THREATENED TO “RAPE” AND “KILL” NEIGHBORS AND GUESTS
When the landlord commenced a summary holdover proceeding against “P.A.,” it alleged that the tenant should be evicted because he was engaging in conduct which adversely impacted “the health or safety of any other persons or the right of any tenant to the quiet enjoyment to the leased premises.”
Over the course of some four years, the individual in question allegedly yelled profanities and exposed himself to others, and threatened that he would “rape” or “kill” neighbors and guests, including children. From late in the evening to earning morning, (10 pm to 6 am), he’s also said to have watched TV and played music at an extremely loud volume.
After a trial in May of 2022, the Queens County Civil Court awarded relief in the owner’s favor but stayed the execution of a warrant of eviction until January 2, 2025, and if the tenant didn’t relapse, or commit any further misconduct or disturbances, the judgment would be vacated at the end of that “probationary period.”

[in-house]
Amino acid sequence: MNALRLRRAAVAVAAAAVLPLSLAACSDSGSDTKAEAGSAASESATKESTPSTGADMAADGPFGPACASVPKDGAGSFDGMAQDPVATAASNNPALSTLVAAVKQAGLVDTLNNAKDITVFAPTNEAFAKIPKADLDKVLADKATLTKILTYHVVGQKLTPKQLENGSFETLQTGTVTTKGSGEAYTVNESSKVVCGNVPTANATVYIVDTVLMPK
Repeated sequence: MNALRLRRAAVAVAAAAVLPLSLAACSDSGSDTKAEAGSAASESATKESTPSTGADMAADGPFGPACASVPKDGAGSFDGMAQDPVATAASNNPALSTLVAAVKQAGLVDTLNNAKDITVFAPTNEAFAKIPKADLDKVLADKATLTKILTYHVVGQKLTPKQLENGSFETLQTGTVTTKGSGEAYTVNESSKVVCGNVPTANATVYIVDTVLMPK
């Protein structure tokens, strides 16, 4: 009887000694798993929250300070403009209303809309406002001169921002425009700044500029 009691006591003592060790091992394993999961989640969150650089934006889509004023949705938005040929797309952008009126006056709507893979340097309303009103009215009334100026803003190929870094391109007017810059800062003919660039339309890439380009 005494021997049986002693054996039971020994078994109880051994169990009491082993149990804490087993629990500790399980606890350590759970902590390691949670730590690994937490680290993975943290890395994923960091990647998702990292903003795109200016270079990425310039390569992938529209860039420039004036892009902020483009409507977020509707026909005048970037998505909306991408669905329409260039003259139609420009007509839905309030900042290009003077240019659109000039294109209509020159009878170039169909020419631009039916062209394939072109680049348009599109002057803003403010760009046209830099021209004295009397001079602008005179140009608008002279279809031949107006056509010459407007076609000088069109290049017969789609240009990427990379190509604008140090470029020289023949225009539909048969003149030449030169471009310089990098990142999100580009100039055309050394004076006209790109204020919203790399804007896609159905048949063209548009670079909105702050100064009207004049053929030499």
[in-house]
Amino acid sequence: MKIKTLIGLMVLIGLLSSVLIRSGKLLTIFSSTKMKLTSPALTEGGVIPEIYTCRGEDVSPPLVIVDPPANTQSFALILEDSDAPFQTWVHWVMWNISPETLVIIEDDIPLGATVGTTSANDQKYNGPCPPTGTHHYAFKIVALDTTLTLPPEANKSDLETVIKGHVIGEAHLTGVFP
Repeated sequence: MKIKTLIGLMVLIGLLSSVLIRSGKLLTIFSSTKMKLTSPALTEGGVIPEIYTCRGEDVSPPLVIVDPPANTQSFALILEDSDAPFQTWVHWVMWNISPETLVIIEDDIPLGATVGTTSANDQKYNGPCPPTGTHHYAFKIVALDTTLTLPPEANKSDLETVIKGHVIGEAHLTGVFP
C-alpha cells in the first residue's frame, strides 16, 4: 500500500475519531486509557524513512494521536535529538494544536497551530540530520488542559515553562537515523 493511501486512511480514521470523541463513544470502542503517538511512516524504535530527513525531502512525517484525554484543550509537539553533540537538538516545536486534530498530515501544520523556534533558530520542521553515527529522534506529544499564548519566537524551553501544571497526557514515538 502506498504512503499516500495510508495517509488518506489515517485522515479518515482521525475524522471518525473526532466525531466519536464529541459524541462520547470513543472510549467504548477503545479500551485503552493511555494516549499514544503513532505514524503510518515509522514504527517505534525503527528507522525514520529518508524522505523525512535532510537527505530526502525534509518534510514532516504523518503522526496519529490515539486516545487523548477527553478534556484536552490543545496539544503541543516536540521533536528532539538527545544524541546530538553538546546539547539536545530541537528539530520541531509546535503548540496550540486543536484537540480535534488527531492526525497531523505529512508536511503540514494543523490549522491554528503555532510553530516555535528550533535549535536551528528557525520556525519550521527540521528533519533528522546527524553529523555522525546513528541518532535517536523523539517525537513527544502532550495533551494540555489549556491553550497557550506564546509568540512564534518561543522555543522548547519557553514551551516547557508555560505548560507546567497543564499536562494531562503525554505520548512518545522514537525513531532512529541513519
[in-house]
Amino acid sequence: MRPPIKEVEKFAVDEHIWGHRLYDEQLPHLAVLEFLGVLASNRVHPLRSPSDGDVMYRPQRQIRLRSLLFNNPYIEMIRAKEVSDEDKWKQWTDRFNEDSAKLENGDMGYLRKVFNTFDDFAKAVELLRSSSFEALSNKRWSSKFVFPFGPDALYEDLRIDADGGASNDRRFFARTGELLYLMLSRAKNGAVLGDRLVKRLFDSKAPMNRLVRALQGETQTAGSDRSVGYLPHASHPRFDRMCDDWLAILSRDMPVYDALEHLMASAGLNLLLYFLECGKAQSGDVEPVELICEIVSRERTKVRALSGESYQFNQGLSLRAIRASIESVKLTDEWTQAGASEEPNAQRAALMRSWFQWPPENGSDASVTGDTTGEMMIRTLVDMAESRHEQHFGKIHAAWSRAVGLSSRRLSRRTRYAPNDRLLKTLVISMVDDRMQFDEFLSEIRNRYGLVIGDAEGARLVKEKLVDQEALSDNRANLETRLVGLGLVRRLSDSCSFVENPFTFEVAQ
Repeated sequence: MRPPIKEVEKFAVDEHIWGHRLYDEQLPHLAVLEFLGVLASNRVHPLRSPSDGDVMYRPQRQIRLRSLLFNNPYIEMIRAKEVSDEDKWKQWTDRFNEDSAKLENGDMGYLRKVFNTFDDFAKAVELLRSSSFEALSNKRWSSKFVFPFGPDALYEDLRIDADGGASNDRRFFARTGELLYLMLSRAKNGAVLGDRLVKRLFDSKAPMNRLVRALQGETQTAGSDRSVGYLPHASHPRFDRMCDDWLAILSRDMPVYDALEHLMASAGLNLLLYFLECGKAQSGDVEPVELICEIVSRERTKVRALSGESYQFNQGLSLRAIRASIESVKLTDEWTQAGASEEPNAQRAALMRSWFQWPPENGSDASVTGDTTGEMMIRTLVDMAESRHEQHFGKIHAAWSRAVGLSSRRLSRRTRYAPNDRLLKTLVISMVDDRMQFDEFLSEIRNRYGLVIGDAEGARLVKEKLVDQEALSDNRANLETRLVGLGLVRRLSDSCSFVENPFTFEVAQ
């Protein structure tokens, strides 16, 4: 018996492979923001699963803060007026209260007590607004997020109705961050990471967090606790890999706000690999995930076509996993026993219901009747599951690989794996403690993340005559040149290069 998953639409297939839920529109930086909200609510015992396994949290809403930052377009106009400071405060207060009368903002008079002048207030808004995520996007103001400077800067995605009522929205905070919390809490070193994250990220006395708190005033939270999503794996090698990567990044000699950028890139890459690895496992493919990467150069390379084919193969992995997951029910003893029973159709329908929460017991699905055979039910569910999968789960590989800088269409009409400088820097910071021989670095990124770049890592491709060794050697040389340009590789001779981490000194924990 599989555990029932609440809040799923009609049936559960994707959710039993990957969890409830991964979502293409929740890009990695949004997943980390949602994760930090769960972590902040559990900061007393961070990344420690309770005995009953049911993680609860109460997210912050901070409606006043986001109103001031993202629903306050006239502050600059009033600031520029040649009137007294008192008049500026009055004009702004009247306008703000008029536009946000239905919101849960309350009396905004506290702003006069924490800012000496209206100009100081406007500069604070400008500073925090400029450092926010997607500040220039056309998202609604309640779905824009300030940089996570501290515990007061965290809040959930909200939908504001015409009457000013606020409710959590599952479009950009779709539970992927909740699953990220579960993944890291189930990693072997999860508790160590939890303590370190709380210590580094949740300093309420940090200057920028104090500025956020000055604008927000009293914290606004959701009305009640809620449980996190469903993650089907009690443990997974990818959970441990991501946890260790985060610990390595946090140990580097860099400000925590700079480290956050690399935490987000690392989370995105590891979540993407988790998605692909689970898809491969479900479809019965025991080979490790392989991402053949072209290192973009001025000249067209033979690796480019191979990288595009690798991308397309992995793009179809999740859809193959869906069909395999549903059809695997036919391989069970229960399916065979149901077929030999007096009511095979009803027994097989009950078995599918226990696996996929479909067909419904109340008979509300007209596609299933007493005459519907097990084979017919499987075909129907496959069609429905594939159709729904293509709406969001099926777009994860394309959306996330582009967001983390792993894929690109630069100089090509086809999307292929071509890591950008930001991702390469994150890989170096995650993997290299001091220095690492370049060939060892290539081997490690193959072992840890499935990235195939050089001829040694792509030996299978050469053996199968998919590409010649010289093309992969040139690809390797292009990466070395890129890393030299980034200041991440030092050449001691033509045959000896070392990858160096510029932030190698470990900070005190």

On appeal, the Appellate Term, Second Department, thought the probationary period issued in error because the tenant was found to be “objectionable.” Since under state law there was no entitlement to a post-judgment “cure” in such an instance, the protracted stay was vacated, and the tenant was afforded a 60-day time-frame within which to relocate.
Now that was moving.
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